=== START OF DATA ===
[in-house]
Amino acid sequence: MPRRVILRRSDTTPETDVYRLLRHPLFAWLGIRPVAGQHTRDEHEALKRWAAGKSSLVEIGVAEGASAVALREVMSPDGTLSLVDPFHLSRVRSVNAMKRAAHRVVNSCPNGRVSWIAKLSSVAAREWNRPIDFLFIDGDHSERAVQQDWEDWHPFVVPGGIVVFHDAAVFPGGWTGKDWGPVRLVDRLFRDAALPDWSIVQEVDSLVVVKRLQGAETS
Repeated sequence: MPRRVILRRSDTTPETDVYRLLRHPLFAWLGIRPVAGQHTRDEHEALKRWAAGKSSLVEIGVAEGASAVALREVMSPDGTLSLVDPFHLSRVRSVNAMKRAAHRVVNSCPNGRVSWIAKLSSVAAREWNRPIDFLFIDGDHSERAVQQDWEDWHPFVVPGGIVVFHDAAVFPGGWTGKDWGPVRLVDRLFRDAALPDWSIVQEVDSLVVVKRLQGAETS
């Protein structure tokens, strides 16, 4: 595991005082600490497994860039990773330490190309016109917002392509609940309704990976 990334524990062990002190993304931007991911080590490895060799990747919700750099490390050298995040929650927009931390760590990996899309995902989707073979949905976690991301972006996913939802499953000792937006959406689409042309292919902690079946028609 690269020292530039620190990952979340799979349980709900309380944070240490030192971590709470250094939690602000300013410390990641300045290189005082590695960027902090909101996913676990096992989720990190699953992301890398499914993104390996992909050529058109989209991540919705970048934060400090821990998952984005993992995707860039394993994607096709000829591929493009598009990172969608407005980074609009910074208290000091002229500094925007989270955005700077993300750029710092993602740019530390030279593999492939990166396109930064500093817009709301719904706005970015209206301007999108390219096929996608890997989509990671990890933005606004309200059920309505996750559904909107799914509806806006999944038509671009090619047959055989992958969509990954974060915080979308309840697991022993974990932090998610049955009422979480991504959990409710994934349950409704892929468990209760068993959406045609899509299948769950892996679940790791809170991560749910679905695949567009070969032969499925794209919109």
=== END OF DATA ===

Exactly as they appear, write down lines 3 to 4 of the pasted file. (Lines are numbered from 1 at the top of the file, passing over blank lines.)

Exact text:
Repeated sequence: MPRRVILRRSDTTPETDVYRLLRHPLFAWLGIRPVAGQHTRDEHEALKRWAAGKSSLVEIGVAEGASAVALREVMSPDGTLSLVDPFHLSRVRSVNAMKRAAHRVVNSCPNGRVSWIAKLSSVAAREWNRPIDFLFIDGDHSERAVQQDWEDWHPFVVPGGIVVFHDAAVFPGGWTGKDWGPVRLVDRLFRDAALPDWSIVQEVDSLVVVKRLQGAETS
């Protein structure tokens, strides 16, 4: 595991005082600490497994860039990773330490190309016109917002392509609940309704990976 990334524990062990002190993304931007991911080590490895060799990747919700750099490390050298995040929650927009931390760590990996899309995902989707073979949905976690991301972006996913939802499953000792937006959406689409042309292919902690079946028609 690269020292530039620190990952979340799979349980709900309380944070240490030192971590709470250094939690602000300013410390990641300045290189005082590695960027902090909101996913676990096992989720990190699953992301890398499914993104390996992909050529058109989209991540919705970048934060400090821990998952984005993992995707860039394993994607096709000829591929493009598009990172969608407005980074609009910074208290000091002229500094925007989270955005700077993300750029710092993602740019530390030279593999492939990166396109930064500093817009709301719904706005970015209206301007999108390219096929996608890997989509990671990890933005606004309200059920309505996750559904909107799914509806806006999944038509671009090619047959055989992958969509990954974060915080979308309840697991022993974990932090998610049955009422979480991504959990409710994934349950409704892929468990209760068993959406045609899509299948769950892996679940790791809170991560749910679905695949567009070969032969499925794209919109």